Berra’s Navy career continued after the Invasion at Normandy. His LCSS supported the invasion of southern France, known as Operation Dragoon, during the summer of 1944 where he earned a medal from the French government. He was eventually discharged in May 1946 and returned to playing baseball for a minor league baseball team, the Newark Bears. He eventually made his major league debut in September the same year, with the New York Yankees. Berra won 10 of 14 World Series and hit the first pinch-hit home run in World Series history in 1947 in a game against the Brooklyn Dodgers. He was awarded the MVP in 1951, 1954, and 1955, and inducted into the HOF in 1972.
One last, but not least WWII veteran to play professional baseball, is Edith Houghton. She grew up playing baseball in Philadelphia, even playing exhibition games against adults in Japan at the age of 13. She joined the WAVES and graduated in the first class of storekeepers at the Naval Training School at Indiana University, and retired as a chief after serving in Korea and Vietnam. During her time in service during WWII, she played for both men's and women’s local base baseball teams. According to the HOF website, she led her team to the WAVES championship in 1944. Houghton is also known for being one of the first few successful female major league scouts in 1946 for the Philadelphia Phillies.
As the world grew and militaries evolved, Sailors were no longer allowed to be primarily professional ballplayers, and the game remained a way to pass the time on deployment, as it had been since the beginning. It was after WWII baseball players had to make a choice.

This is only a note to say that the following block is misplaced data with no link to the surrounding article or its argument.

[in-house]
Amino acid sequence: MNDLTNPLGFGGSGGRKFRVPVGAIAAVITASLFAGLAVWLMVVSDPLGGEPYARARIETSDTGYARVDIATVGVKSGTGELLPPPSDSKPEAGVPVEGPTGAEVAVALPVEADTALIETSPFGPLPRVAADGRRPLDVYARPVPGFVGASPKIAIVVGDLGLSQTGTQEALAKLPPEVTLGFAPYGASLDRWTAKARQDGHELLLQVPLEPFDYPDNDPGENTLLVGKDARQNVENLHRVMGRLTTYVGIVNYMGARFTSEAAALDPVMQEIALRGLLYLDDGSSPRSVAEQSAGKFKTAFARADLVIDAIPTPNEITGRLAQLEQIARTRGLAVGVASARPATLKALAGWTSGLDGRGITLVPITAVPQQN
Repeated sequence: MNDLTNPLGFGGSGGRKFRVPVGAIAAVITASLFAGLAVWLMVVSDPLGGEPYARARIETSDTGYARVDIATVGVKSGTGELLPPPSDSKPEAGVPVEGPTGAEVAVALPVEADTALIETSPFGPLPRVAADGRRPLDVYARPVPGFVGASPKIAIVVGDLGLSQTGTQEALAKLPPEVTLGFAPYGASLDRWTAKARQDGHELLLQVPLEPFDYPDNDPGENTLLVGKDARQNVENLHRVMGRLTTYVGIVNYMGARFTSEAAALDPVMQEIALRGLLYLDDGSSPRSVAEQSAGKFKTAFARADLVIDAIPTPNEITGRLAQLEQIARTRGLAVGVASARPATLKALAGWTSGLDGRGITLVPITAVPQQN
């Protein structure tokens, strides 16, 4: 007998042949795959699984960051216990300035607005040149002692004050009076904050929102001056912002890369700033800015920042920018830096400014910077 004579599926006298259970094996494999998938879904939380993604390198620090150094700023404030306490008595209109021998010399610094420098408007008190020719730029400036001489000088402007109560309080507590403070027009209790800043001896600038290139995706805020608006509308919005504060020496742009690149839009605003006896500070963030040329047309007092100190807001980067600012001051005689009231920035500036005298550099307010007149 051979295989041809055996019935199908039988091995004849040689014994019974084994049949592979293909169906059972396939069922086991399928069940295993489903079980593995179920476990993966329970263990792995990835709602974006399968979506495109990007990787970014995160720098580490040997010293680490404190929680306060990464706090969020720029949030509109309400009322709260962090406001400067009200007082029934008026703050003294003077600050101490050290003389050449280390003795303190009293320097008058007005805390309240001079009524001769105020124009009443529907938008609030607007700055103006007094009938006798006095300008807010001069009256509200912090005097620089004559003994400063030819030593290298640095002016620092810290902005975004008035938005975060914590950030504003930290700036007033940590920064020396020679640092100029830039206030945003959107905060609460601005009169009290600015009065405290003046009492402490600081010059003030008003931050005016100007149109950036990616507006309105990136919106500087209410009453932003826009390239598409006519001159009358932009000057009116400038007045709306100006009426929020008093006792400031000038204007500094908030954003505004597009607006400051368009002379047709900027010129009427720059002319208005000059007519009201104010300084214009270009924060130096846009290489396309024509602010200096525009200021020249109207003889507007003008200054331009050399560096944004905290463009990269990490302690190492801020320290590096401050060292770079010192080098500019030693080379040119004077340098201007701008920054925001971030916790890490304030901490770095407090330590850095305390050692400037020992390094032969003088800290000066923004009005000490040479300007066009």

“The Navy made it pretty clear you’ve got to choose which one you want to do, you want to do Navy or you want to do baseball, but you can’t do both,” said Calhoun. “A few major league baseball players have served in the military and reserves since then, but nothing like it was during the World Wars.”
The Navy is paying tribute to their history with baseball. In 2015, the Secretary of the Navy Ray Mabus announced the Freedom-variant littoral combat ship USS Cooperstown (LCS 23) would be commissioned to “…to honor the military veterans who are members of the National Baseball Hall of Fame. Sixty-eight Hall of Fame veterans interrupted their careers for service in the United States Military. Their memories are preserved forever at the National Baseball Hall of Fame and Museum in Cooperstown, N.Y.” stated a HOF press release. The ship is slated to be commissioned this July, 2021.